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September 24, 2017

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The age of a mighty Taiwan dollar

TAIPEI, Taiwan -- A public hearing scheduled for 9:30 a.m. EST on May 18 at the U.S. Department of Commerce in Washington could shape the fate of 16 nations -- including Taiwan.

By the end of June, information gathered at the public hearing will be submitted to the "Omnibus Report on Significant Trade Deficits."

The public hearing and the report come after U.S. President Donald Trump ordered an investigation into economies with a hefty trade surplus with the U.S.

The 16 listed countries are to be examined for potential "trade abuse" and could be subject to punitive measures if deemed to have taken deliberate measures, including currency manipulation, that may have contributed to the U.S.'s burgeoning trade deficit.

Though not labeled as a currency manipulator outright in the U.S.' biannual foreign exchange policy report, Taiwan has been consistently placed on the country's "currency watch list."

Ultimately, this chain of events would actively restrict the capacity of Taiwan's central bank's capacity to suppress the value of the New Taiwan Dollar.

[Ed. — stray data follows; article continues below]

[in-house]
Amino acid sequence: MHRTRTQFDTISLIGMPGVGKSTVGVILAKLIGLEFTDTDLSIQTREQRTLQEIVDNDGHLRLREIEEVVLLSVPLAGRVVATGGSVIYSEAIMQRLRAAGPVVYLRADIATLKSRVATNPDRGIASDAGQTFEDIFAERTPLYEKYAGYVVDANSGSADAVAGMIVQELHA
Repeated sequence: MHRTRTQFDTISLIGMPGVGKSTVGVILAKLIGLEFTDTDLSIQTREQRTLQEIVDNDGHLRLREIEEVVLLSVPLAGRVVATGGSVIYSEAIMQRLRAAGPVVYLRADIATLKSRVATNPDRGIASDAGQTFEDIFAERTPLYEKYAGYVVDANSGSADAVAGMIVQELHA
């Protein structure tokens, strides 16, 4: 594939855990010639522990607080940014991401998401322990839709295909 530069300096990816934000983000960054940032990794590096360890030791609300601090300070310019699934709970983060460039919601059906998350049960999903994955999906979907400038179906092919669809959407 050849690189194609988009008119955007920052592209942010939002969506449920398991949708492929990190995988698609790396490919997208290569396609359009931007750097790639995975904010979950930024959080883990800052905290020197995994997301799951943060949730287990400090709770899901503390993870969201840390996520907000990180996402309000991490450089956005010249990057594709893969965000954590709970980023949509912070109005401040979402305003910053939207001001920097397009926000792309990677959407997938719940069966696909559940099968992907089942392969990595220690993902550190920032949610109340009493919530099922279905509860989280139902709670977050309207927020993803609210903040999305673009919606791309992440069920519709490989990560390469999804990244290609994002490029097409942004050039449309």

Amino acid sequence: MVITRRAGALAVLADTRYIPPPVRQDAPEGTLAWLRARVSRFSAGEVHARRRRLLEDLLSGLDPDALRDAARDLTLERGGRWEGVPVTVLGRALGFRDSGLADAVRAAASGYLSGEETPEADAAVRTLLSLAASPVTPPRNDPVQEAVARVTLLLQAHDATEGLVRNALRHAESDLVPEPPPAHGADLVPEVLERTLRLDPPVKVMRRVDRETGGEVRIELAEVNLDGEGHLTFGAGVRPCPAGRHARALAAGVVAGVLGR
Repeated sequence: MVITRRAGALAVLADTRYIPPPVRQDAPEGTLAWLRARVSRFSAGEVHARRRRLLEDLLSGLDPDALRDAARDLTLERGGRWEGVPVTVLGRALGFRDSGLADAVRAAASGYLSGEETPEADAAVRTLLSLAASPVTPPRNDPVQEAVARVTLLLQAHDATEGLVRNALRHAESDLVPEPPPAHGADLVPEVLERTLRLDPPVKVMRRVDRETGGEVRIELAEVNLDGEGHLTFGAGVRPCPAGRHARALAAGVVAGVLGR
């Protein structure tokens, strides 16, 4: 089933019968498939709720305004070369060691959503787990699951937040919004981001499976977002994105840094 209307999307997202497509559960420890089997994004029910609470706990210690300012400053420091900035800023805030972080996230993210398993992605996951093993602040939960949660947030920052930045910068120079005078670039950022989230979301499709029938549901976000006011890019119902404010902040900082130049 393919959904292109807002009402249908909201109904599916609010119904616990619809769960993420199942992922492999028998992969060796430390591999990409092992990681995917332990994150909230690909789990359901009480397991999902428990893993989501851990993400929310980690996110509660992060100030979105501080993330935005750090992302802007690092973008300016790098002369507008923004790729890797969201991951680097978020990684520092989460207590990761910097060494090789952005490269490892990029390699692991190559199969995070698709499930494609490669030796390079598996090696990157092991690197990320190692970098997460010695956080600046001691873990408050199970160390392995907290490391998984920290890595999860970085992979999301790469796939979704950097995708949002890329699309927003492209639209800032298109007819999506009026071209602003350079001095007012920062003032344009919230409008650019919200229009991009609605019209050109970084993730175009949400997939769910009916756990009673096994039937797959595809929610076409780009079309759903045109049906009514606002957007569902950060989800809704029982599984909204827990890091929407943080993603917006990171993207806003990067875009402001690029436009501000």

Trump Takes Harder Line on Currencies

Trump isn't the first U.S. president to express dissatisfaction with major trade partners preventing their domestic currencies from rising, but it is no secret he has been irked by the U.S. dollar being "too strong."

With the wild card president keeping close tabs on the U.S.' principle trading partners, even Taiwan Central Bank chief Perng Fai-Nan will find it hard to defend the New Taiwan Dollar.

Despite signs of a slow-down and factors such as "hot money" and geopolitical events, the Taiwan dollar is set to continue to strengthen until the end of the year, according to Taiwan Institute of Economic Research analyst Wu Meng-dao.

OK, What Now?

"This will be my last term, as well as my last civil servant position," Perng said last September.

For nearly two decades, Perng has been best known for stemming the New Taiwan Dollar's rise, with market watchers suggesting his departure could mark a possible turning point.

"The New Taiwan Dollar is moving toward uncharted territory. We will eventually all need to get used to that new world order," an unnamed market analyst said.

With less intervention from the central bank, Taiwan's currency will become far more volatile than before, the analyst said.

Meanwhile, the upward pressure on the currency is not likely to ease up anytime soon, if Trump continues to hold fast to his obsession over American trade deficits.

"From the government, corporations to individuals … everyone should get ready for when the exchange rate (against the greenback) drops below NT$30," the analyst added.

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